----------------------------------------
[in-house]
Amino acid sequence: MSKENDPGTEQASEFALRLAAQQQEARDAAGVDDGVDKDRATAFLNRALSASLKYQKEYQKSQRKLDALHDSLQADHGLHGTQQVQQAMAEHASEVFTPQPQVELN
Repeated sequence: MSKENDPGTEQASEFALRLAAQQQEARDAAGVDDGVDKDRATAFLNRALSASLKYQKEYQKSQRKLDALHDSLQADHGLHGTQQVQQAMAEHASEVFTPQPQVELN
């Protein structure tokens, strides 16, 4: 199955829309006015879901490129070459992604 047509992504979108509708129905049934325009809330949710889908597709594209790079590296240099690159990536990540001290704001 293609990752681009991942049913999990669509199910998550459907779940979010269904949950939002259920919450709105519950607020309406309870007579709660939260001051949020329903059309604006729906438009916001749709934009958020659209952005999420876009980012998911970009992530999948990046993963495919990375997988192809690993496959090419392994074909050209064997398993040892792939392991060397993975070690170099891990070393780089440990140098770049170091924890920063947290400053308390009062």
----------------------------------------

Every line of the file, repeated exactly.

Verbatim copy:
[in-house]
Amino acid sequence: MSKENDPGTEQASEFALRLAAQQQEARDAAGVDDGVDKDRATAFLNRALSASLKYQKEYQKSQRKLDALHDSLQADHGLHGTQQVQQAMAEHASEVFTPQPQVELN
Repeated sequence: MSKENDPGTEQASEFALRLAAQQQEARDAAGVDDGVDKDRATAFLNRALSASLKYQKEYQKSQRKLDALHDSLQADHGLHGTQQVQQAMAEHASEVFTPQPQVELN
């Protein structure tokens, strides 16, 4: 199955829309006015879901490129070459992604 047509992504979108509708129905049934325009809330949710889908597709594209790079590296240099690159990536990540001290704001 293609990752681009991942049913999990669509199910998550459907779940979010269904949950939002259920919450709105519950607020309406309870007579709660939260001051949020329903059309604006729906438009916001749709934009958020659209952005999420876009980012998911970009992530999948990046993963495919990375997988192809690993496959090419392994074909050209064997398993040892792939392991060397993975070690170099891990070393780089440990140098770049170091924890920063947290400053308390009062």